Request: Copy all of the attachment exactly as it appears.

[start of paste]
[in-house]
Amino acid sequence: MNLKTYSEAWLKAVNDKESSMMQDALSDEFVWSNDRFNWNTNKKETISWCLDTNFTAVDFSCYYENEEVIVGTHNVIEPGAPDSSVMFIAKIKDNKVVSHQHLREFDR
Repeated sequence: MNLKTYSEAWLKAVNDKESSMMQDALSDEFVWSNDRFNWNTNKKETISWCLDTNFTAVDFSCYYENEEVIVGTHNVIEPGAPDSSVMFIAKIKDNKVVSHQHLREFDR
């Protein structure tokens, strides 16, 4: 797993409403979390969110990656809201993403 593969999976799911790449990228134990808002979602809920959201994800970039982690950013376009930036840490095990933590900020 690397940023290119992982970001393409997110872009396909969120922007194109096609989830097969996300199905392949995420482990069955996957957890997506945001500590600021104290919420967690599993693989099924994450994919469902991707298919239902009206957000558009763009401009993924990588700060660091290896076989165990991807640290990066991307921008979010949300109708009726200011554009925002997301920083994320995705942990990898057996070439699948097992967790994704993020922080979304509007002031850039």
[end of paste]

[in-house]
Amino acid sequence: MNLKTYSEAWLKAVNDKESSMMQDALSDEFVWSNDRFNWNTNKKETISWCLDTNFTAVDFSCYYENEEVIVGTHNVIEPGAPDSSVMFIAKIKDNKVVSHQHLREFDR
Repeated sequence: MNLKTYSEAWLKAVNDKESSMMQDALSDEFVWSNDRFNWNTNKKETISWCLDTNFTAVDFSCYYENEEVIVGTHNVIEPGAPDSSVMFIAKIKDNKVVSHQHLREFDR
């Protein structure tokens, strides 16, 4: 797993409403979390969110990656809201993403 593969999976799911790449990228134990808002979602809920959201994800970039982690950013376009930036840490095990933590900020 690397940023290119992982970001393409997110872009396909969120922007194109096609989830097969996300199905392949995420482990069955996957957890997506945001500590600021104290919420967690599993693989099924994450994919469902991707298919239902009206957000558009763009401009993924990588700060660091290896076989165990991807640290990066991307921008979010949300109708009726200011554009925002997301920083994320995705942990990898057996070439699948097992967790994704993020922080979304509007002031850039």